We received two different explanations to this problem.
Danny Ng, 16, from Milliken Mills High School in Canada sent us this solution:
"Turning a left-handed helix over does not make it become a right handed helix.
When you observe a bolt at eye level, you see the parallel threads.
There are two kinds of threads:
1) go "down-right", from upper-left down to lower-right
2) go "down-left", from upper-right down to lower-left.
If you draw a line that is "down-right" on a piece of paper(the line goes from upper-left down to the lower-right) and turn the paper upside down (just like turning a left-handed helix over) you will notice the line is still "down-right" and it never goes "down-left"."
Harry (Xiaotian) Li (Age: 15) from Riccarton High School, Christchurch, New Zealand, sent us this solution:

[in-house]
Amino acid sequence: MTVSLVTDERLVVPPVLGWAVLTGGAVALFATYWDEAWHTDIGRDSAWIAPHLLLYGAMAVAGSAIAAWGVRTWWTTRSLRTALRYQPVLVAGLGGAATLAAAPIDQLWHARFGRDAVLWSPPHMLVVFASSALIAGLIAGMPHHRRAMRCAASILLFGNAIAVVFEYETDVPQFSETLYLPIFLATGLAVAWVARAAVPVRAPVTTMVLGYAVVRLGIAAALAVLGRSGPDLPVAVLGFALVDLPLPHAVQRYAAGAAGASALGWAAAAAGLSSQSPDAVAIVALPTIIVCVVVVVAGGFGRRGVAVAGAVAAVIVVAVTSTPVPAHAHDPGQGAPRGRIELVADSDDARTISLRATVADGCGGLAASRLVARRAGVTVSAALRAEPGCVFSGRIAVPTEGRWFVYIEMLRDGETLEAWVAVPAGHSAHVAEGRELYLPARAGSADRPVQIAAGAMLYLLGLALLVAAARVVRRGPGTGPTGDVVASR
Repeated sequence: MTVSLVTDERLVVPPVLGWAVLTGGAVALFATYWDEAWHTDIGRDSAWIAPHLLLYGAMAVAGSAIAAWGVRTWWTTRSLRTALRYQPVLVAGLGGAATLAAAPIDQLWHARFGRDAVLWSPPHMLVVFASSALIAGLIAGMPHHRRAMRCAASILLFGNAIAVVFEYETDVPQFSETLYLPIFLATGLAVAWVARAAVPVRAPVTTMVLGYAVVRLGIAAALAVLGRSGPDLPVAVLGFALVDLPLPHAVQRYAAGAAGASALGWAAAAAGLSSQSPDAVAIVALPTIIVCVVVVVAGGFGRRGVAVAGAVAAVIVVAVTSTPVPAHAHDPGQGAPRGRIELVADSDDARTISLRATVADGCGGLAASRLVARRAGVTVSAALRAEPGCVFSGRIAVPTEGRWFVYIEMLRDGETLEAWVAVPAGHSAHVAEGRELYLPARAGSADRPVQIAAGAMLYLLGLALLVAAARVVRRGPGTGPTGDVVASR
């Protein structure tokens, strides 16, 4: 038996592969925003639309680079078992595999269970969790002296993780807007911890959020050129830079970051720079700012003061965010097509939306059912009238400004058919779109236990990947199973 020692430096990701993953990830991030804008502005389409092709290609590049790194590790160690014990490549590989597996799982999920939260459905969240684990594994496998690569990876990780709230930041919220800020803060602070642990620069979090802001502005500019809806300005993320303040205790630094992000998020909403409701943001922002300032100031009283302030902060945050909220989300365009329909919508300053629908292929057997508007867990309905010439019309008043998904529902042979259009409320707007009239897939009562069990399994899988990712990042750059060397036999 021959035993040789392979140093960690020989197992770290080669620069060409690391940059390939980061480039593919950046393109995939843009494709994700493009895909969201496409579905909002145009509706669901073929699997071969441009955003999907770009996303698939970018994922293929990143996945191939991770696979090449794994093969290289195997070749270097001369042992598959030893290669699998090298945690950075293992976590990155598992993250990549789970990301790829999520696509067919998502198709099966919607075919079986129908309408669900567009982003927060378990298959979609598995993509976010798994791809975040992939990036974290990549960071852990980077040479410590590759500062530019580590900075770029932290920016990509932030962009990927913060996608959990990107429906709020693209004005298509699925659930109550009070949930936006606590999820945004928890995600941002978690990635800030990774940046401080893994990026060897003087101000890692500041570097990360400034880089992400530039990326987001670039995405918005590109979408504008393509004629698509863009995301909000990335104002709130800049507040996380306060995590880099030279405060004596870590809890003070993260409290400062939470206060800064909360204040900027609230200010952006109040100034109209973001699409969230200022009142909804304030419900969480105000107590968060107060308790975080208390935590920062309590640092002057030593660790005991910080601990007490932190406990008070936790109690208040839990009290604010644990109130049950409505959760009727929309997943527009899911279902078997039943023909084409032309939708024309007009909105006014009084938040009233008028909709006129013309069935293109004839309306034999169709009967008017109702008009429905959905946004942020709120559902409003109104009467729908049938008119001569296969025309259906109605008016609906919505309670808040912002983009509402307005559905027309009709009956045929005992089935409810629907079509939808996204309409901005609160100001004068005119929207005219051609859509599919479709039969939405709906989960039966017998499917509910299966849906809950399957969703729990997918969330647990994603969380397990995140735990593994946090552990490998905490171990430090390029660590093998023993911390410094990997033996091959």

"Consider, for example, the spiralling direction of a right-handed one:
To screw down (from top) turn clockwise.
To screw up (from top) turn anti-clockwise.
After that we turn it over (top to bottom).
To screw it down, still turn clockwise.
To screw it up, still turn anti-clockwise.
And also, two kind of helix look different (opposite each other). When you turn just one of them over they are still opposite, which confirms that it has not changed.
Therefore, when we turn a left-handed helix over (top to bottom). It does not become a right-handed helix."
Paul Marcinkowski, aged 14, from the Harwich School in GB convinced himself by making a helix, and contributed:
"No because I have made a left handed helix and whatever way you turn it up it is still a left handed helix."